Santa Rosa: Tasers used 6 times in fatal arrest
Friday, Jul. 29, 2005 at 5:36 PM
By MARTIN ESPINOZA
THE PRESS DEMOCRAT
A 31-year-old man who died after a lengthy struggle with police was
zapped six times with Taser stun guns and briefly knocked unconscious
with a neck restraint, Santa Rosa police said Monday.
Police say Carlos Casillas Fernandez was probably under the influence of drugs and that it took five officers to restrain him.
One of those officers, Matt Sanchez, is named in a lawsuit alleging
excessive use of force on a retired Santa Rosa Junior College employee
in a case that also involved Tasers.
On Monday, police released more details about the events prior to Fernandez's death.
Officers responded to a 911 call placed from Fernandez's home on Blue
Sky Lane at about 1 a.m. Saturday. Police said they believe Fernandez
made the call but he wouldn't talk to the dispatcher.
wife, Karla Fernandez, ultimately spoke to dispatchers and "reported
that she believed her husband was under the influence of drugs and that
he had been acting paranoid and delusional during the past several
days," according to a statement released by police.
members say Fernandez called police because he heard noises and
believed a thief was trying to enter the house. Police said they would
release the 911 transcript in the coming days.
When the first officer arrived, the police statement said, Fernandez refused to speak to him and entered his house.
The officer, Brian Sinigiani, spoke to Karla Fernandez outside while
Sanchez, the second officer to arrive, went inside to check on her
Inside the house, police said Sanchez saw "obvious
signs" that Fernandez was under the influence of drugs, including
profuse sweating, tight clenching of fists and jaw.
was able to take Fernandez's pulse before the drywall worker became
agitated and uncooperative and resisted being cuffed, police said.
"They were having a very difficult time trying to control him," Lt. Ernest Olivares said Monday.
While trying to subdue Fernandez, Olivares said one of the two officers
initially at the scene applied a direct Taser jolt to Fernandez's
shoulder. Also, one of the officers used a carotid restraint on
Fernandez, a maneuver that causes unconsciousness by blocking the flow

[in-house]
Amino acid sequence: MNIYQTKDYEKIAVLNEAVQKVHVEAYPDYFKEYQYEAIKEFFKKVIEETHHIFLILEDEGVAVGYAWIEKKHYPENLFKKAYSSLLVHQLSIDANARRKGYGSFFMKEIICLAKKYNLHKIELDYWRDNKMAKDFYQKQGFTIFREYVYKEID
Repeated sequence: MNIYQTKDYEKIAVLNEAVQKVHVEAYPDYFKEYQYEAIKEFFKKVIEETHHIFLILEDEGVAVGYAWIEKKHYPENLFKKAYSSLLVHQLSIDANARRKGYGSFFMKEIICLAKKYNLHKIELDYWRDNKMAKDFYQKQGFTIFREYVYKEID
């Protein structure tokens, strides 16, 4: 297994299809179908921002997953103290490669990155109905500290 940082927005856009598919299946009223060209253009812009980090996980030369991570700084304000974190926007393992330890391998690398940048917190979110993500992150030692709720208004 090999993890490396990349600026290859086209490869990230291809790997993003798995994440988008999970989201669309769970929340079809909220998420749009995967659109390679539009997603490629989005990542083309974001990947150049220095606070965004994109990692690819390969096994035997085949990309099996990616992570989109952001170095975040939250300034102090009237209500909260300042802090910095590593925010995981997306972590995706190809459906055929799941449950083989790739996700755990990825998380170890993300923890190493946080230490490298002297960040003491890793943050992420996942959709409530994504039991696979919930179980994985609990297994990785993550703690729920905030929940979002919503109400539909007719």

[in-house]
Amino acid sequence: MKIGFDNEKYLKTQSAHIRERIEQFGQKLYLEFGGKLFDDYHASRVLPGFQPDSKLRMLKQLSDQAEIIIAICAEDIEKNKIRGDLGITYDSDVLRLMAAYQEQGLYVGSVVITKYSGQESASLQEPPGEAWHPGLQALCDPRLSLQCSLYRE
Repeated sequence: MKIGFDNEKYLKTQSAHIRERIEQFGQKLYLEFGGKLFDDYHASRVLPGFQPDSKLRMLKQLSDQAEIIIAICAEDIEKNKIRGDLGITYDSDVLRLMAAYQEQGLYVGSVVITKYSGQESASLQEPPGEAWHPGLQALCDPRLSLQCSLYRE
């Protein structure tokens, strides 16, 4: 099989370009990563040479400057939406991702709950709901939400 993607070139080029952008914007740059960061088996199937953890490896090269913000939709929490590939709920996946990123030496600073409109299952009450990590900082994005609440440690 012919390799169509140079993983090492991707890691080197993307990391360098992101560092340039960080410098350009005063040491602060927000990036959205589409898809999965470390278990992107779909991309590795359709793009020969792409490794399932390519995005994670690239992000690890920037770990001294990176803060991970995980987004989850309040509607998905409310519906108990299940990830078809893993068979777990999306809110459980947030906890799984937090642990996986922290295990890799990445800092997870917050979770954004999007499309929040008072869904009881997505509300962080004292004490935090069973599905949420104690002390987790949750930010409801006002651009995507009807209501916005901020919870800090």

of blood to the brain through the carotid arteries.
didn't reveal who used the carotid restraint. He said investigators are
still trying to determine which officers used their Tasers.
Police said Fernandez briefly lost consciousness but soon continued to
resist. After more police arrived, one of them used his Taser on
Fernandez, with both probes shooting out and striking him on his left
side. Olivares said Fernandez was shocked about four times by the
Pepper spray also was used on Fernandez, who was finally restrained and handcuffed with the help of five officers.
Olivares said Fernandez was probably lying face down with his hands
cuffed behind his back when he started having difficulty breathing.
Police removed the handcuffs and began CPR. Fernandez was taken to
Santa Rosa Memorial Hospital, where he was later pronounced dead.
On Monday, family members said Karla Fernandez was too distraught to
answer questions. They blamed excessive force for Fernandez's death.
One relative said she was aware that Officer Sanchez had recently been sued over the use of excessive force.
In the lawsuit, which was filed April 27 in Superior Court, William
Lambert, a media lab specialist for Santa Rosa Junior College, says
Sanchez broke his right leg and applied a Taser jolt to the same leg
during a domestic dispute at Lambert's home on March 22, 2004.
"We had warned the city last year that they had a problem officer," said Lambert's attorney, Sam Libicki.
City Attorney Brien Farrell rejected the claim against Sanchez.
"Mr. Lambert was properly arrested for striking his wife," Farrell
said. "We will be making a motion to dismiss and should the case
ultimately go to trial we look forward to the community hearing all of
the evidence regarding the incident itself and the officers' training,
and we are confident the officer will be vindicated."
Sanchez, Sinigiani and four other officers have been placed on paid
administrative leave pending the investigation, which is being
conducted by the Sheriff's Department.
An autopsy on
Fernandez identified underlying heart disease, according to the
Sheriff's Department. The cause of death has not been determined,
pending toxicology analysis, which will not be available for about two